Truth be told. One day it just dawned on me that WordPress does not use session at all, none. How does it know whether a user is an anonymous visitor or someone who has previously logged in? It uses cookies. If I remember correctly, it uses a number of cookies: one for the admin backend, and one for the front end, and perhaps there is another for secure connections, about which I am not quite sure at this point. But anyway, all these cookies have an expiry time, so as long as these cookies are not expired, WordPress will treat you as having authenticated.

Why was I mulling over the session thing with WordPress? It’s because I was implementing a Single Sign On (SSO) solution from our corporate portal to an external WordPress-powered site. I was snagged at one point where the SSO processes works well as expected – if you have an account with WordPress it will identify who you are, and if you don’t have an account on the system, it will create one based on the information passed through the SSO post. And everything works, and you click the SSO link and will land on the dashboard page of the site without a problem, and you can navigate around the backend – no problem. But as soon as you click the site link or logo on the top left of the window, I was immediately brought to the login page. At first I was thinking that the session somehow died. Later, I discovered, through observing the HTTP conversation, that the link causes a request for a slightly different domain. Then I realized cookies are tied to domains, the previously valid cookies are no longer valid when the domain changed slightly from www.thedomain.com to thedomain.com. When I changed the home link, the problem is resolved.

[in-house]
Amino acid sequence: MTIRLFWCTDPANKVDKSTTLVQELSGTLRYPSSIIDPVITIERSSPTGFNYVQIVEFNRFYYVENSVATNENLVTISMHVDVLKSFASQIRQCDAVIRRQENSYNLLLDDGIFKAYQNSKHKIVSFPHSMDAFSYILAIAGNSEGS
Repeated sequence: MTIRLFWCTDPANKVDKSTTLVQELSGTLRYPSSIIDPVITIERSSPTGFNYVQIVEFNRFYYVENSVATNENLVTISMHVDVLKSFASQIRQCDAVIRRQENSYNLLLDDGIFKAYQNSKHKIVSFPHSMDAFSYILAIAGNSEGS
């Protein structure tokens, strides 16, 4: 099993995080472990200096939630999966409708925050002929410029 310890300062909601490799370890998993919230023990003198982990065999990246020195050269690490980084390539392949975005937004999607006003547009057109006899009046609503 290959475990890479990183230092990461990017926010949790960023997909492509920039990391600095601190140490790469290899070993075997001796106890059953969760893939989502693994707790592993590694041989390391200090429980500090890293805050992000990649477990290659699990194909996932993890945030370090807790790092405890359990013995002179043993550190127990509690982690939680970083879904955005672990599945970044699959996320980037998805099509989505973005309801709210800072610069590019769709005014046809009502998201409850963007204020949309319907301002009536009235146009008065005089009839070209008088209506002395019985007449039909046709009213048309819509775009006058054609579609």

My realization after this is that WordPress does not use session at all. No session was created and no session dies. It’s just the cookies; cookies are created; cookies get validated; cookies are invalidated for a number of reasons: time elapsed, domain change or user-triggered cookie deletion, and may be more.

I later checked online resources to corroborate my theory, and it is true. Here are a few articles related to the topic that I found interesting and read:

  • Digg
  • del.icio.us
  • StumbleUpon
  • Sphinn
  • Facebook
  • Mixx
  • Google Bookmarks
  • Haohao
  • LinkedIn
  • Live
  • MyShare
  • MySpace
  • Reddit
  • Technorati
  • TwitThis

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  2. Hosting Can Make a Whole Lot of Diference to WordPress Blog Security
  3. Creating a Clone of a WordPress Website
  4. Search for a WordPress Plugin to Make A Private Blog
  5. Finding a Twitter Plugin for WordPress Blog

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